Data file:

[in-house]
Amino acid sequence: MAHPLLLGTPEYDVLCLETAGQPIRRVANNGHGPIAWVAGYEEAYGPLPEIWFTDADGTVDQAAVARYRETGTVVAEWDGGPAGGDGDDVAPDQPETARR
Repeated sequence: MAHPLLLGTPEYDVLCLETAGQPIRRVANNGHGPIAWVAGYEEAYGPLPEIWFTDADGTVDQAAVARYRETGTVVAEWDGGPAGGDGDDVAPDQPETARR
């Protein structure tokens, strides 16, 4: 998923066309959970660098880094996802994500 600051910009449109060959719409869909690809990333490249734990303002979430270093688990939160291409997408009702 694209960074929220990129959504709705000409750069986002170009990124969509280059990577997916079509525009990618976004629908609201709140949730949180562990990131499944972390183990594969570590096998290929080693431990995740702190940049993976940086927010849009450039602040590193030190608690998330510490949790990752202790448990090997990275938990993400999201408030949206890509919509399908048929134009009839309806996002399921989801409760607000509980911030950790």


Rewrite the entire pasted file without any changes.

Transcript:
[in-house]
Amino acid sequence: MAHPLLLGTPEYDVLCLETAGQPIRRVANNGHGPIAWVAGYEEAYGPLPEIWFTDADGTVDQAAVARYRETGTVVAEWDGGPAGGDGDDVAPDQPETARR
Repeated sequence: MAHPLLLGTPEYDVLCLETAGQPIRRVANNGHGPIAWVAGYEEAYGPLPEIWFTDADGTVDQAAVARYRETGTVVAEWDGGPAGGDGDDVAPDQPETARR
């Protein structure tokens, strides 16, 4: 998923066309959970660098880094996802994500 600051910009449109060959719409869909690809990333490249734990303002979430270093688990939160291409997408009702 694209960074929220990129959504709705000409750069986002170009990124969509280059990577997916079509525009990618976004629908609201709140949730949180562990990131499944972390183990594969570590096998290929080693431990995740702190940049993976940086927010849009450039602040590193030190608690998330510490949790990752202790448990090997990275938990993400999201408030949206890509919509399908048929134009009839309806996002399921989801409760607000509980911030950790």